A steep section past the hut leads to upper Bigo Bog. In the last half of this bog a boardwalk has been constructed. Though some may think it an ugly intrusion, it makes walking easier and keeps hikers from further damaging the bog. An hour and a half beyond the upper bog, and after climbing through drier ground and crisscrossing the River, you reach Bukulu Lake. The southern end of the lake is a majestic setting, with Mt. Baker To the south, and views west to Mt Stanley and north to Mt. Speke. Beyond the north end of the lake is a rock shelter called Cooking Pot and a short distance further is Bukulu Hut( 13,000ft/3,962m),favorably located for parties climbing Mt. Speke.

Day Seven:
To continue the circuit, you leave directly west from Bukulu hut on a newer trail, which rises and falls twice before finally climbing steeply through magical moss- draped Groundsel Gully towards (14,345ft/4,372m) Scott Elliot pass. At the head of the gully is a short, strong ladder at a particularly steep section, after which a right hand branch would lead to Elena Hut (14, 700ft/4,430m). This is a steep, rocky trail which when wet or icy is treacherously slippery. Continuing straight, and a few steps below the pass there is a sheltered spot for a break, from here there is a second trail to the right to Elena is the Base Camp for climbing. Margherita peak in the Mt. Stanley complex, which would require an additional day or two and can only be attempted with ice axe, mountain boots, crampons, ropes and prior arrangements with RMS guides. Overnight at Kitandara Lake Hut.

Day Eight:
Start hiking back to the park headquarters.
After breakfast, you will probably begin very early if you decided to make it all the way to the Park Headquarters and complete your trek (8 hours). The other alternative will be to spend a night at the Nyabitaba Hut.

Day Nine:
Start hiking back and complete your trek by the evening. On arrival at the Park Office, visit a simple restaurant developed by a local ladies group for a beer and a luxurious candlelit meal. Overnight at either Margherita Hotel (Medium class accommodation) or Rwenzori International Hotel (Low budget/basic accommodation). Full board.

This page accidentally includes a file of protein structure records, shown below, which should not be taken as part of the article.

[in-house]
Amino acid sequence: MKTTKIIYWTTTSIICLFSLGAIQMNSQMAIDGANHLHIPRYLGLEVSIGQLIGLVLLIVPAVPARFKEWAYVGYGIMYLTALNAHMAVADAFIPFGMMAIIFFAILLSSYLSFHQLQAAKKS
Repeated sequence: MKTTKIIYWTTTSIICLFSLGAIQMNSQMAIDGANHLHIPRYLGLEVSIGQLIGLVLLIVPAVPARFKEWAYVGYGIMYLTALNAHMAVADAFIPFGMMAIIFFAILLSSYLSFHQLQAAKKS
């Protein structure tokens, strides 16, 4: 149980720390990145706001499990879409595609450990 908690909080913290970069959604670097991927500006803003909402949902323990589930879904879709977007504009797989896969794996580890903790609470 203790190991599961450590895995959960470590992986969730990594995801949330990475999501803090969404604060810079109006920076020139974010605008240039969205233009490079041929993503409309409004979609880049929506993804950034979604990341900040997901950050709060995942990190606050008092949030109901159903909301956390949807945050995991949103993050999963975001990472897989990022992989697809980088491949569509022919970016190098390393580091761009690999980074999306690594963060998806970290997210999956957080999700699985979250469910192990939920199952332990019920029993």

Day Ten: Kasese – Queen Elizabeth National Park.
After breakfast you will head for Queen Elizabeth National Park having a game drive while entering the park.
In the evening, relax around the pool after lunch and later go for an early evening game drive.
It’s little wonder that Queen Elizabeth boasts one of the highest biodiversity ratings of any game park or reserve in the world, – from the open Savannah to Rainforest, dense Papyrus Swamps and brooding Crater lakes to the vastness of Lake Edward.
Almost 100 mammal species that include Lions, Hippos, Buffaloes, Leopard, Spotted Hyena, Elephants and the elusive Giant Forest Hog plus remarkable 606 bird species that include the Black Chested Eagle, the Swallow Tailed Bee Eaters, to mention but a few.
The Primates include Chimps, Black and White Colobus Monkeys, Blue, Black Faced Red Colobus, and Red Tailed monkeys and Olive Baboons.
Reptiles are the amazing huge Rock-Python, Puff adders, Spitting Cobras, Gabon Rippers, Green Mambas, and Turtles etc. All these are regularly sighted around the tourist village on the Mweya Peninsula and all this makes a superb safari territory.